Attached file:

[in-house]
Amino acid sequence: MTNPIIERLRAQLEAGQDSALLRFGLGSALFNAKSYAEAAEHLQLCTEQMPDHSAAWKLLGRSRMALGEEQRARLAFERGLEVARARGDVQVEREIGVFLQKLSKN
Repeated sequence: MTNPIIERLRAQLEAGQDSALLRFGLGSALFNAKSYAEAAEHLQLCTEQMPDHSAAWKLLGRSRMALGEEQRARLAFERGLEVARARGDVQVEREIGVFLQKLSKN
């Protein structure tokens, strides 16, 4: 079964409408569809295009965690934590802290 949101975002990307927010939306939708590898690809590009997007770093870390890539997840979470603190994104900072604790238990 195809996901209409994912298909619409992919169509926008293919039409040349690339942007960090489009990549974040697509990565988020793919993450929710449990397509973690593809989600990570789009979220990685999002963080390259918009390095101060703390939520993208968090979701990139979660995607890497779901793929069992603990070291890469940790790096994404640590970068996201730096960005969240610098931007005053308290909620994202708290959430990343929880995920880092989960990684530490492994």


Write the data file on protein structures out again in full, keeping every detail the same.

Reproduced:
[in-house]
Amino acid sequence: MTNPIIERLRAQLEAGQDSALLRFGLGSALFNAKSYAEAAEHLQLCTEQMPDHSAAWKLLGRSRMALGEEQRARLAFERGLEVARARGDVQVEREIGVFLQKLSKN
Repeated sequence: MTNPIIERLRAQLEAGQDSALLRFGLGSALFNAKSYAEAAEHLQLCTEQMPDHSAAWKLLGRSRMALGEEQRARLAFERGLEVARARGDVQVEREIGVFLQKLSKN
């Protein structure tokens, strides 16, 4: 079964409408569809295009965690934590802290 949101975002990307927010939306939708590898690809590009997007770093870390890539997840979470603190994104900072604790238990 195809996901209409994912298909619409992919169509926008293919039409040349690339942007960090489009990549974040697509990565988020793919993450929710449990397509973690593809989600990570789009979220990685999002963080390259918009390095101060703390939520993208968090979701990139979660995607890497779901793929069992603990070291890469940790790096994404640590970068996201730096960005969240610098931007005053308290909620994202708290959430990343929880995920880092989960990684530490492994």